Think of your Speech Title as if it were the Title of a Book;
displayed on a shelf at
Barnes & Noble.
When someone is eyeing the selection on the shelves in the section where they have an interest, yours should jump out at them!
The Title should jump out so much that the person actually takes the book from the shelf, reads the back cover, and opens it to read the front and back flaps.
After “investigating” the book (i.e., your speech) because the title grabbed their attention, they “buy” it; that is, they come to see you speak because they want to learn more!
Unless you’ve given this lots and lots of thought, pencil the title to your speech in. Remember, this must be something that will make people want to come and see you speak.
The Title of your Speech is your: newspaper headline, title on the spine of your book, and the verbiage in the ‘Subject Line’ of your most important email, all rolled up in one.
Just like the title of a new movie might get you to go online and look at the trailers, your speech title needs more consideration than many people think.
Editors know if the Headline of a newspaper article doesn’t get your attention, you probably won’t read the article. Likewise, the Subject Line of an email that doesn’t immediately grab the recipient’s attention, might be deleted without opening it.
Until Oprah quotes you on national television, a great title that draws people to your presentation wanting to know more, is your best chance at filling the auditorium.
Realistically, you may have been assigned, or asked to do this talk by your boss or other official. Still, give it the thought it deserves. It may be after completing the development of your speech that the ‘Ah Hah!’ title will come to you.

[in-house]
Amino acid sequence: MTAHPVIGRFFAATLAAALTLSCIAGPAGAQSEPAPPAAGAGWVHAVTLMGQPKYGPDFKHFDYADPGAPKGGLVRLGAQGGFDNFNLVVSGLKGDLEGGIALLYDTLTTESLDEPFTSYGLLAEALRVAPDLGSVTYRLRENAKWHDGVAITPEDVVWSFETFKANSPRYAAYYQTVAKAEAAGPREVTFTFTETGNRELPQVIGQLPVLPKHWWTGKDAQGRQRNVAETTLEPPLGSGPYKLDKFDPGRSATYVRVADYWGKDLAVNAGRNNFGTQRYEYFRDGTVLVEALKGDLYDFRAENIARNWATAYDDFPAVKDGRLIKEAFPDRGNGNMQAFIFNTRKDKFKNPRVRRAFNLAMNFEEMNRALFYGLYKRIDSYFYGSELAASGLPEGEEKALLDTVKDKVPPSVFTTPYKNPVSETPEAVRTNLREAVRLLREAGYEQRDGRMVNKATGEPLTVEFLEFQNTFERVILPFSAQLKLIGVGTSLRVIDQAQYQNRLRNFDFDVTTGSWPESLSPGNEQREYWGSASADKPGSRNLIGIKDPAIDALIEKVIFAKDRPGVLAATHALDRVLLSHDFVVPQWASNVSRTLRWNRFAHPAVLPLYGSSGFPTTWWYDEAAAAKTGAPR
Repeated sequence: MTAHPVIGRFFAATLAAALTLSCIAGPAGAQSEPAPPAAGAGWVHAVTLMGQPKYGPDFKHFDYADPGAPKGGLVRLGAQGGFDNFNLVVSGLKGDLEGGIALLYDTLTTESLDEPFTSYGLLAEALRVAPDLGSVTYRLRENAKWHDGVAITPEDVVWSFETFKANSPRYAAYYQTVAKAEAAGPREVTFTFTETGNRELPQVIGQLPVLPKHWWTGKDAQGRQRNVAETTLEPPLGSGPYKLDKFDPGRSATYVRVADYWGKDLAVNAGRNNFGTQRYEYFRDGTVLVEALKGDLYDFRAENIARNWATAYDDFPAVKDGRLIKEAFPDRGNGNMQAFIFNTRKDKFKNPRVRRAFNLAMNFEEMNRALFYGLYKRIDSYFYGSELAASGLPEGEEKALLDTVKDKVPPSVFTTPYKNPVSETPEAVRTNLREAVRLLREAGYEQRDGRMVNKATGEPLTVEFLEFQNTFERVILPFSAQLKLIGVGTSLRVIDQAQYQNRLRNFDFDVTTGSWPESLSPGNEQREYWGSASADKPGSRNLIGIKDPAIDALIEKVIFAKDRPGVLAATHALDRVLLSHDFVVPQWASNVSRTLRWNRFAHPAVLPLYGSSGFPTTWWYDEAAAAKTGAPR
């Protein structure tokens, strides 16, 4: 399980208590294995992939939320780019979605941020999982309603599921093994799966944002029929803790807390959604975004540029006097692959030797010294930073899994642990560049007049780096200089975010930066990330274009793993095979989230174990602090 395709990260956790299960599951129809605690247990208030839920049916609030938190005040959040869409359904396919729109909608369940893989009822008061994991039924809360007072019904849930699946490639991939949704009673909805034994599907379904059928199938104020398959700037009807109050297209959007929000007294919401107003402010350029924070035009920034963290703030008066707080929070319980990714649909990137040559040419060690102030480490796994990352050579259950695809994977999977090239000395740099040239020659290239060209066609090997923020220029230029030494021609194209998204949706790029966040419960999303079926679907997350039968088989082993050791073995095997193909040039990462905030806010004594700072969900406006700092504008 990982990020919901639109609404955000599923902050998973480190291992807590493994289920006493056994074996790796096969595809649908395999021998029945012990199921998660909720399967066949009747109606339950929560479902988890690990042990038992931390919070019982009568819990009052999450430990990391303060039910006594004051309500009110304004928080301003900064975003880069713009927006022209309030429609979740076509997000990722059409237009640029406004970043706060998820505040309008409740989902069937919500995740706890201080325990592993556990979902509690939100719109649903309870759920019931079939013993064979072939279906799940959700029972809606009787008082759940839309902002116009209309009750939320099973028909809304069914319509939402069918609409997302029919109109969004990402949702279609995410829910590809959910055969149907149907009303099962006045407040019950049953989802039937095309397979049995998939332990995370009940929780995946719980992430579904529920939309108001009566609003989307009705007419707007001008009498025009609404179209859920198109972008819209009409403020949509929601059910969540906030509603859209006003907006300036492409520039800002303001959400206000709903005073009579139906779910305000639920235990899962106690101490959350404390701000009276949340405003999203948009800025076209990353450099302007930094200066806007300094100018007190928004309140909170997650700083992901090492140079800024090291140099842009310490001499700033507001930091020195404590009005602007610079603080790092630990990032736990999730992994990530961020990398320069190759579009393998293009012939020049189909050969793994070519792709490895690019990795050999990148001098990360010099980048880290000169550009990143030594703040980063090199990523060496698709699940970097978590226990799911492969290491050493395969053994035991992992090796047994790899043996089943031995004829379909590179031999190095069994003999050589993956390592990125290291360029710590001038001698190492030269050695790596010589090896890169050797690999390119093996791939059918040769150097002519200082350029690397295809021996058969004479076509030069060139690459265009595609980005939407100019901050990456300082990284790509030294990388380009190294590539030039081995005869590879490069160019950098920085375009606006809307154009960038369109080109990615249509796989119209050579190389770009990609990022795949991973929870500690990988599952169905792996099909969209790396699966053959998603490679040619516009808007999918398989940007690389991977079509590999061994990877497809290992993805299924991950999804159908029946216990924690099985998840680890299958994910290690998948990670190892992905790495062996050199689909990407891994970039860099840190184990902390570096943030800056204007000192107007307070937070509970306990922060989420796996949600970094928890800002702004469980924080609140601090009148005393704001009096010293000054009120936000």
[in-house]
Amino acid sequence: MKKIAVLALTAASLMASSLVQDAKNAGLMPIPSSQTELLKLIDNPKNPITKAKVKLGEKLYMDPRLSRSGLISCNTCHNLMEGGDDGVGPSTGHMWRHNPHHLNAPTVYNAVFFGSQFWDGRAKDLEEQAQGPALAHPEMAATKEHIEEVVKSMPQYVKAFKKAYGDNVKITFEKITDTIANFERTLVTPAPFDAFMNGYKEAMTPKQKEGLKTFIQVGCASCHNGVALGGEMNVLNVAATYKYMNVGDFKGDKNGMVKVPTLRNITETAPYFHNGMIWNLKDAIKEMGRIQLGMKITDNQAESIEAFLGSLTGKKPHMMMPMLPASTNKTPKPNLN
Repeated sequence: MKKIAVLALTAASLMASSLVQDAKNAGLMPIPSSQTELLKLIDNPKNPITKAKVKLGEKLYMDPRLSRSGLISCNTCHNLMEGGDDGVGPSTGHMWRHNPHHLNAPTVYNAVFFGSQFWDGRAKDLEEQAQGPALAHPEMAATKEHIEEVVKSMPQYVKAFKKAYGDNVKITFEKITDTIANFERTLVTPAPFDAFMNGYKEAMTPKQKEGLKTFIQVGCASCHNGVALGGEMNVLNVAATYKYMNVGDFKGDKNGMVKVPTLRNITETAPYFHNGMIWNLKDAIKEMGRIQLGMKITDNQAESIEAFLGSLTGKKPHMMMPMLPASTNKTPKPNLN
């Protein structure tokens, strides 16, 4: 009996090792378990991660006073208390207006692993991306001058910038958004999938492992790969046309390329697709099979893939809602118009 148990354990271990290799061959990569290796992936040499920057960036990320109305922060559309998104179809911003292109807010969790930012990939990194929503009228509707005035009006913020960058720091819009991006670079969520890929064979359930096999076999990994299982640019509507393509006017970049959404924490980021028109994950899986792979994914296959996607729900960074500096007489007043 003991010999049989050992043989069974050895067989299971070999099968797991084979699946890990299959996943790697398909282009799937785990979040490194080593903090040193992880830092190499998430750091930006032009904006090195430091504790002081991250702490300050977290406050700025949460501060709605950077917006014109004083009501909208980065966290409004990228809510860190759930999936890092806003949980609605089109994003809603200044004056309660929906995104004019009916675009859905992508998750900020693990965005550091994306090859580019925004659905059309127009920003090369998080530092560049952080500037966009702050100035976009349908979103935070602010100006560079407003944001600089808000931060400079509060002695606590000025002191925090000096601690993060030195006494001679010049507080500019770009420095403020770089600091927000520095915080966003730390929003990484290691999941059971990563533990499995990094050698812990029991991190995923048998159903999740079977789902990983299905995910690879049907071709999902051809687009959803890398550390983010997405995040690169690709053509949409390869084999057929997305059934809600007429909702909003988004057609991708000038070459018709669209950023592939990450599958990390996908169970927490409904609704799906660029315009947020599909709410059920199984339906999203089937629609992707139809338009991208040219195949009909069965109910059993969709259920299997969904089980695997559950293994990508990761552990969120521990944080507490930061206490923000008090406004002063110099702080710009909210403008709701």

As an example, this book, and the signature speech I give by the same name, is ’No Sweat’ Public Speaking!”
This title, I hope you agree, gets more attention than: “Presentations 101” or “How to Give a Good Presentation”.
You want the title to whet the appetite of the person who sees it. Whet it enough for them to want to know more, to see if it’s something they could benefit from.
You may even find it’s easiest to write your speech first, and then come up with a title. Have several titles in mind and bounce them off friends and family before deciding on one
The same holds true for a subtitle. It explains more about the contents and goals of the speech, and is an integral and important part of the title
In this case, “How to Develop, Practice and Deliver a Presentation that will ‘Knock their Socks Off’ – with No Sweat!” reinforces the title message. It also adds enough information to entice, (hopefully) people who might have thought the presentation/book was just about overcoming nervousness.
The Title is an integral part of your Speech. Give it the same thorough thought and attention all the other parts and elements of your speech are getting. Then the Title will fill the seats in the audience!